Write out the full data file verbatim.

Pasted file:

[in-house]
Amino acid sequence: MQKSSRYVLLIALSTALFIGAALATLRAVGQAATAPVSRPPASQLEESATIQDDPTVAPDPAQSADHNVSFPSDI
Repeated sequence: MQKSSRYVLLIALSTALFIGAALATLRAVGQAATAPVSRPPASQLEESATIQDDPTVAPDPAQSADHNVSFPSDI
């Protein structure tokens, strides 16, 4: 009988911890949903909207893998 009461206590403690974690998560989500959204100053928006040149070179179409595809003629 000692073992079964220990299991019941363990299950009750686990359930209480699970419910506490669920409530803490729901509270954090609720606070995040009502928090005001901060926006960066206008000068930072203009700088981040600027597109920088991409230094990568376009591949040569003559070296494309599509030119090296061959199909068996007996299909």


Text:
[in-house]
Amino acid sequence: MQKSSRYVLLIALSTALFIGAALATLRAVGQAATAPVSRPPASQLEESATIQDDPTVAPDPAQSADHNVSFPSDI
Repeated sequence: MQKSSRYVLLIALSTALFIGAALATLRAVGQAATAPVSRPPASQLEESATIQDDPTVAPDPAQSADHNVSFPSDI
């Protein structure tokens, strides 16, 4: 009988911890949903909207893998 009461206590403690974690998560989500959204100053928006040149070179179409595809003629 000692073992079964220990299991019941363990299950009750686990359930209480699970419910506490669920409530803490729901509270954090609720606070995040009502928090005001901060926006960066206008000068930072203009700088981040600027597109920088991409230094990568376009591949040569003559070296494309599509030119090296061959199909068996007996299909």